page 2...ppmtogif: computing colormap...
ppmtogif: 2 colors found
page 3...ppmtogif: computing colormap...
ppmtogif: 2 colors found
page 4...ppmtogif: computing colormap...
ppmtogif: 2 colors found
Making HTML: page 4...done.
The program may take a while to run. The ppm files described are an intermediate stage -- yet another graphical format for files!
./              toad-1.gif      toad-2.html     toad-4.gif      toad.log
../             toad-1.html     toad-3.gif      toad-4.html
htmlize-ps*     toad-2.gif      toad-3.html     toad.dvi        toad.tex
This is a list of the files present when we've finished. I clean up by removing the files I don't need. Again, I usually keep a copy of in the directory psstuff. If generated one page of output instead of four, the resulting files would be named toad-1.html and toad-1.gif.
fermat>rm toad.log toad.tex toad.dvi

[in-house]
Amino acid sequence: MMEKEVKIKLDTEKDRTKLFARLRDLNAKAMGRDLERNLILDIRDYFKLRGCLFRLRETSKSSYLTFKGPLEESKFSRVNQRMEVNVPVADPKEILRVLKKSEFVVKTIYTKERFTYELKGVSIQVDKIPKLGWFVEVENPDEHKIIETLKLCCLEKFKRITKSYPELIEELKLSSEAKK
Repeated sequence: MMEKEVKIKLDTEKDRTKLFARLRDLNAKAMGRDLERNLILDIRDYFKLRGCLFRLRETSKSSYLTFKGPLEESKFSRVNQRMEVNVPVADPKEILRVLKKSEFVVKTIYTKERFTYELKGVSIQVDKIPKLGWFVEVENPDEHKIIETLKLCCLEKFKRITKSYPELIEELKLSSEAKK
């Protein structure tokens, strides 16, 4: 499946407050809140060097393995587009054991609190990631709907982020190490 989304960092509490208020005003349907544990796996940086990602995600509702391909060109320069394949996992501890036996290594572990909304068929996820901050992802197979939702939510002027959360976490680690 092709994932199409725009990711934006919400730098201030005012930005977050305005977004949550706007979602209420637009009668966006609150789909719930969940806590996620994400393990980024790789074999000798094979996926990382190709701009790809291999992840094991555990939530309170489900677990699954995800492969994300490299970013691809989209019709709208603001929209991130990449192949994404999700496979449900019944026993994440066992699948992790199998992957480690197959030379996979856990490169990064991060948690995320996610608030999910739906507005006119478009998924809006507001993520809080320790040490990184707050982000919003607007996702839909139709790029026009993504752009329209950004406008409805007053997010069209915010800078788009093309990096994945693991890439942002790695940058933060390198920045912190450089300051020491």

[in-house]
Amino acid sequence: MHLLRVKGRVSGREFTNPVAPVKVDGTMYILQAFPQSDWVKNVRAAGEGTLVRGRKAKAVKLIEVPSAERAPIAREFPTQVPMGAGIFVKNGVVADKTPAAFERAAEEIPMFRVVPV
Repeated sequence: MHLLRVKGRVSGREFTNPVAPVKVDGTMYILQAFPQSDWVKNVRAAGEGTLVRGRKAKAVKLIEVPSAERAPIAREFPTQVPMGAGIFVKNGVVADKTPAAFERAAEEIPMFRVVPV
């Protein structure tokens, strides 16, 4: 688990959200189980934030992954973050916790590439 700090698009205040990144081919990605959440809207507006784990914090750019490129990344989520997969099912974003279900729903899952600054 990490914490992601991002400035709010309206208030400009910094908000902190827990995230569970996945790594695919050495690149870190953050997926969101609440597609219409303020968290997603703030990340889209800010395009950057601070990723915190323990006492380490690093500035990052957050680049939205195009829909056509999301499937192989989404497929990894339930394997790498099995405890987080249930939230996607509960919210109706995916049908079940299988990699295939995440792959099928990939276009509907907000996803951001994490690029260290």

./              toad-1.gif      toad-2.html     toad-4.gif
../             toad-1.html     toad-3.gif      toad-4.html
htmlize-ps*     toad-2.gif      toad-3.html     
We're left with lots of files!

If the file frog_index.html has the proper link to the web page toad-1.html (as <a href="gifstuff/toad-1.html">...</a>) then readers will be led along from the first page through the fourth. I've just tested this whole process several times with Postscript files of varying sizes. It failed once: one of the gifs produced was flawed. When rerun, things worked fine. The process is intricate and uses some large, complicated programs (most notably, ghostscript).

Certainly this is close to a kludge (on-line dictionary definition: 1. an ill-assorted collection of poorly matching parts. 2. [Computing] a machine, system, or program that has been badly put together.), but it works, now. A Unix hacker could increase the efficiency of the whole process with another macro or two. The future will bring more efficient methods to display math. But, again, this works now!


The permissions on your web pages must be set properly. Thus the world should be able to read the html and gif files. The following instruction given in the directory gifstuff will insure that happens:
fermat>chmod a+r *.html *.gif
The world should also have access to your gifstuff directory and other directories. Therefore, go "up" to the directory frog and write
fermat>chmod a+rx gifstuff gifs psstuff

Maintained by and last modified 1/28/98.